David Copperfield’s mother is weak. After she has her second child, she marries Mr. Murdstone while David is at the house of Pegotty, David’s nurse. His mother moves in with him. Both of them relentlessly abuse David’s mother emotionally, culminating in Mr. Murdstone beating David and sending him away to school. The school is worse than home. David becomes infatuated with an older boy named Steerforth, who reappears later to "ruin" Emily, Daniel Pegotty's niece.
When his mother dies in childbirth, David is sent to work at Murdstone and Grinby at the age of ten, where he pastes labels on wine bottles. Poor David is miserable.
No words can express the secret agony of my soul as I sunk into this companionship; compared these henceforth everyday associates with those of my happier childhood—not to say with Steerforth, Traddles, and the rest of those boys; and felt my hopes of growing up to be a learned and distinguished man, crushed in my bosom. (Ch. 11)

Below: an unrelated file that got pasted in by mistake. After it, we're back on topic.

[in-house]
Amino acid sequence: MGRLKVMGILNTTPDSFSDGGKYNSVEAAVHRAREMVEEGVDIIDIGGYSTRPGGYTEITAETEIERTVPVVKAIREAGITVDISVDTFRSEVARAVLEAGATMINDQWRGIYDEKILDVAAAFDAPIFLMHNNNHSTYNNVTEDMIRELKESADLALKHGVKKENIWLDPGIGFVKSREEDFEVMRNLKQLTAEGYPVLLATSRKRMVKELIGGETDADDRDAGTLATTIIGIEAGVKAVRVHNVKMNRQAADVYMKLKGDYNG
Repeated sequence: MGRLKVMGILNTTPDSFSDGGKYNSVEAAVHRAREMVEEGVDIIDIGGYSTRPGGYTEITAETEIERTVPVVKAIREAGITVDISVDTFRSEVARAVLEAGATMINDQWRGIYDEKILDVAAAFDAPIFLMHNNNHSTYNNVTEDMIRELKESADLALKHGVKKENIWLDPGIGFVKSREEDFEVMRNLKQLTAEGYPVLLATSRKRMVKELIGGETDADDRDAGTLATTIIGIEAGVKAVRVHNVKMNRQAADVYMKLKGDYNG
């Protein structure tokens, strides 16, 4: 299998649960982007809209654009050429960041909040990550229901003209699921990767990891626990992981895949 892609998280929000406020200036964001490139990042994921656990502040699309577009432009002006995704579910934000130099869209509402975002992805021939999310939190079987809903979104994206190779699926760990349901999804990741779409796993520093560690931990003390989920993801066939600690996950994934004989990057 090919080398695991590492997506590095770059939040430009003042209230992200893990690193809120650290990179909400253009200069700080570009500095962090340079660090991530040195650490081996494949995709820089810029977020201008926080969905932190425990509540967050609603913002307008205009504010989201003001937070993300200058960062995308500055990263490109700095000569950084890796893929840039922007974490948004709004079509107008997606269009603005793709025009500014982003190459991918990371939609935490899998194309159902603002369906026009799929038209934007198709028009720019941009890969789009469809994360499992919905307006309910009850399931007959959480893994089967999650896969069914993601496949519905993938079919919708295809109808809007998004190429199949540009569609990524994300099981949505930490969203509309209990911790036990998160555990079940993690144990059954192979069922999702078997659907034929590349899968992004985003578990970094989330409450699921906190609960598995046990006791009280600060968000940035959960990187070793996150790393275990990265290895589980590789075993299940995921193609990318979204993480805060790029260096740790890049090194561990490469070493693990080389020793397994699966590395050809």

David is a boarder with Mr. Micawber, who is kind but unlucky with money. He is sent to debtor’s prison, and David goes to find his aunt, Betsy Trotwood. She is kind to him, and stands up to the Murdstones.
David is sent to a real school, where he stays with Mr. Wickfield and his daughter Agnes. David gets a job at the law firm Spenlow and Jorkins, hoping to be a lawyer. He falls in love with Mr. Spenlow’s daughter, Dora. They marry, and she dies in childbirth. David later marries Agnes.
David Copperfield is Dickens's most autobiographical book. He wrote it when he was young and successful, and still had his life ahead of him. It covers events that were important in his life thus far, including going to work at an early age while his father went to debtor's prison. However, Dickens still had a lot of living to do, and would revise his life a little in another semi-autobiographical work, Great Expectations.